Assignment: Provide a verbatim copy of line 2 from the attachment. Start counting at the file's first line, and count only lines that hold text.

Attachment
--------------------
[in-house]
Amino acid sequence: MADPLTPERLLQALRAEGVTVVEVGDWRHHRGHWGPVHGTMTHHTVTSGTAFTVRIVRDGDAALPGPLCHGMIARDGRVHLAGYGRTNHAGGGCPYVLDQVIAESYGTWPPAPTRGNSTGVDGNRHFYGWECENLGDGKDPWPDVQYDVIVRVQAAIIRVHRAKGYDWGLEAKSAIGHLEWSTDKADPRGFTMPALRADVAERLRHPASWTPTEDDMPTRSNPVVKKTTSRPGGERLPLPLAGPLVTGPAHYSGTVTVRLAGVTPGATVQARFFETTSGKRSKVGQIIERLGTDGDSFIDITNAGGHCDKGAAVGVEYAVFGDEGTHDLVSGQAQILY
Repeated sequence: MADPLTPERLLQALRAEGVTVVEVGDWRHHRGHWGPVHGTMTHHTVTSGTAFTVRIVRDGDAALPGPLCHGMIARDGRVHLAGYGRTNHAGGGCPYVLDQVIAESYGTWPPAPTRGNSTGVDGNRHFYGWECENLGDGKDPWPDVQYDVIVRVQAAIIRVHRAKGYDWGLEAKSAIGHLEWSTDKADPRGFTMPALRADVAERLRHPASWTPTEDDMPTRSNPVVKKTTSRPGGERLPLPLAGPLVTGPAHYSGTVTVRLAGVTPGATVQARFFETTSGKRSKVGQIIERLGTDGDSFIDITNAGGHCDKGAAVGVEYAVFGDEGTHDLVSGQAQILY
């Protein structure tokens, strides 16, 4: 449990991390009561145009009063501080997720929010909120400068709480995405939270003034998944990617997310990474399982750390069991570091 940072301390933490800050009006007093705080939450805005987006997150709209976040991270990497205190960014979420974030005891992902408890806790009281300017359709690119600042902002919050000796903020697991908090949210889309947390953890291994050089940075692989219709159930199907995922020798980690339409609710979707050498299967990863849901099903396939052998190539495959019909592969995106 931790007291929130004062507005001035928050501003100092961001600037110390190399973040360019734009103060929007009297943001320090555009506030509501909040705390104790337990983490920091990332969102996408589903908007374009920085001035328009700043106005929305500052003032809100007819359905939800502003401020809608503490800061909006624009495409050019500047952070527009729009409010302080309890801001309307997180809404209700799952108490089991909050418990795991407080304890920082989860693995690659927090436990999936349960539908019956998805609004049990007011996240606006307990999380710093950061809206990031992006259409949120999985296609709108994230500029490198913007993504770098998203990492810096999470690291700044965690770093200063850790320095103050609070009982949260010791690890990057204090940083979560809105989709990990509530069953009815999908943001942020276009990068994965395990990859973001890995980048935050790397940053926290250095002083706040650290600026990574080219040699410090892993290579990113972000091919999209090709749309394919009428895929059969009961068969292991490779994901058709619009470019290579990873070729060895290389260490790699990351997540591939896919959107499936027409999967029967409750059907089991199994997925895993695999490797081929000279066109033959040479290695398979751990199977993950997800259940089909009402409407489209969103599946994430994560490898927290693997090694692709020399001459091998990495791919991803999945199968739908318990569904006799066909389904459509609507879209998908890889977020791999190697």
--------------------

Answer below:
Amino acid sequence: MADPLTPERLLQALRAEGVTVVEVGDWRHHRGHWGPVHGTMTHHTVTSGTAFTVRIVRDGDAALPGPLCHGMIARDGRVHLAGYGRTNHAGGGCPYVLDQVIAESYGTWPPAPTRGNSTGVDGNRHFYGWECENLGDGKDPWPDVQYDVIVRVQAAIIRVHRAKGYDWGLEAKSAIGHLEWSTDKADPRGFTMPALRADVAERLRHPASWTPTEDDMPTRSNPVVKKTTSRPGGERLPLPLAGPLVTGPAHYSGTVTVRLAGVTPGATVQARFFETTSGKRSKVGQIIERLGTDGDSFIDITNAGGHCDKGAAVGVEYAVFGDEGTHDLVSGQAQILY